Blending in with the crowd disappears with age

Published 2:30 pm Thursday, March 16, 2023

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By Jack Godbey


Doesn’t it seem odd that we spend the first part of our lives trying to fit in with our peers and the last part not caring what anyone thinks? My youth was spent trying to fit in with the crowd. After all, if you didn’t wear the right shoes, or have the right haircut in high school, you could count on a long day of harassment.

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As young adults, we continue this behavior by driving the right car and having 1.5 kids just like we are expected. I never understood what a half a kid looks like. I was almost a half of a kid once when I sneaked and used my dad’s chainsaw but that’s another story. It seems as we grow older, the desire to fit in seems to fade away. That’s exactly the place where I find myself today.

Don’t get me wrong, I haven’t gone so far over the edge that I wear my pajamas to the grocery store, but I’ve found myself there more than once with the remnants of my lunch imprinted on the front of my T-shirt. Back in school, my appearance had to be perfect. If I woke up with a cow lick in my hair, my entire day was ruined. Sometimes, there just isn’t enough spit in the world to make those things lay down. Now, I may or may not bother to put on pants before I answer the door. It’s a crap shoot really. I guess that’s why I seem to be on the blacklist for girl scout cookies. If you visit me unannounced, you’ve been warned.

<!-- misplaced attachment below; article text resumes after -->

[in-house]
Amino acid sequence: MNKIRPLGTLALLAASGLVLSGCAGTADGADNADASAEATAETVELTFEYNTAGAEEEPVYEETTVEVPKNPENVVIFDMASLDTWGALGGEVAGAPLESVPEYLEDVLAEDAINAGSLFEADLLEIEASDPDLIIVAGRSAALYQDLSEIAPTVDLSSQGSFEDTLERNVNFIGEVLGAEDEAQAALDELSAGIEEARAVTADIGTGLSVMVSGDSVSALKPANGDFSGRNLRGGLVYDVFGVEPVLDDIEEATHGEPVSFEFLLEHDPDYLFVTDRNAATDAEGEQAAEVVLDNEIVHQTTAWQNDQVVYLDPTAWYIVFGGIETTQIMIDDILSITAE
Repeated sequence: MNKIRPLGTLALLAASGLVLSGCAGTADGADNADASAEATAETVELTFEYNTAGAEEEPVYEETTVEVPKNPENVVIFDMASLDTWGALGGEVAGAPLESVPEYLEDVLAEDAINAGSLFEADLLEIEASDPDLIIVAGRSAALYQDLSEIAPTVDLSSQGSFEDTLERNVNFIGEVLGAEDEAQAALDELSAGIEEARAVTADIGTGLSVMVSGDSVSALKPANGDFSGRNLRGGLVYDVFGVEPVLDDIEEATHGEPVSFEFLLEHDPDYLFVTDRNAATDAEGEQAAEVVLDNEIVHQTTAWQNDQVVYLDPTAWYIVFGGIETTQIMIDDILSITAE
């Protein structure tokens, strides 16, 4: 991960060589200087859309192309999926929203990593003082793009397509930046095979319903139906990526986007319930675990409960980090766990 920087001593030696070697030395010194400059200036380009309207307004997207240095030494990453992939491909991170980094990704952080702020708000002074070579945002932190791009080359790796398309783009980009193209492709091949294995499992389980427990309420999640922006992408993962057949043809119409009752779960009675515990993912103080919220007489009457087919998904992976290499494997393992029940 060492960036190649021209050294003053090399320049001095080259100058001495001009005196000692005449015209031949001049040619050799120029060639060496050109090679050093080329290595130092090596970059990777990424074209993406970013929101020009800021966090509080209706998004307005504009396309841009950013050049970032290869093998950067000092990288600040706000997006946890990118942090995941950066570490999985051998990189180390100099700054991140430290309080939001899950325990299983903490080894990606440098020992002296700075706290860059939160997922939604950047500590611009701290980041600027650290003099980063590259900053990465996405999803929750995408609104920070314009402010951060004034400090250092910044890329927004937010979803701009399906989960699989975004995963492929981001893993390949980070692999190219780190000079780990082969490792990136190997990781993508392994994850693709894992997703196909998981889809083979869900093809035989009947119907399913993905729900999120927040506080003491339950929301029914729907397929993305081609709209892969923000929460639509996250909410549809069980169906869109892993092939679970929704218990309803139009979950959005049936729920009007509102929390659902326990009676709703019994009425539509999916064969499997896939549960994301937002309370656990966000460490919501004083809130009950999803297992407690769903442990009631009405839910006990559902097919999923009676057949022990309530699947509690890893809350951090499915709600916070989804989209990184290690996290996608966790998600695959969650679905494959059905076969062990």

It was the style in my day to have the polo shirt with the little alligator on the chest. It was critical that I have one of those shirts as well. However, I was a poor kid so all I was able to muster was a shirt with a lizard on it. Not quite as intimidating as an alligator I know but close enough, right? A lot of kids in the 1980’s wore their spandex pants to school. That’s where I drew the line. It was not a good idea then or now. I’m talking to you lady at Walmart that had on a pair of stretch pants that was so revealing that I feel like I should be paying her alimony.

I got a wild hair in my junior year of high school and decided I had blended in enough. It was time for me to stand out in all my glory. I decided the best way to accomplish that was to pierce my ear. Keep in mind, that in those days, the only guys that had an earring were pirates or rock stars and I didn’t care which one I was.

I knew there was no way my parents would approve me to have my ear pierced because apparently only “Weirdos” did such things. It was time to take matters into my own hands. With the help of one of my mother’s quilting needles, I pierced my ear myself. No numbing and no looking back. After a quick robbery of my sister’s jewelry box, I went to school the next day with a small hoop earring hanging from my extremely soar ear. After a week of being the center of attention and feeling like my last name was Bon Jovi, I came to school to learn that the entire football team had decided that I was getting too much attention and now pierced their ears as well. Just like that, I blended in once again, so I tossed the earring just in time to prevent my ear from falling off.

After all these years, I’ve come to figure out that not fitting in is perfectly fine. I can be known as the guy with spaghetti on the front of his shirt at the grocery store. I finally found my place.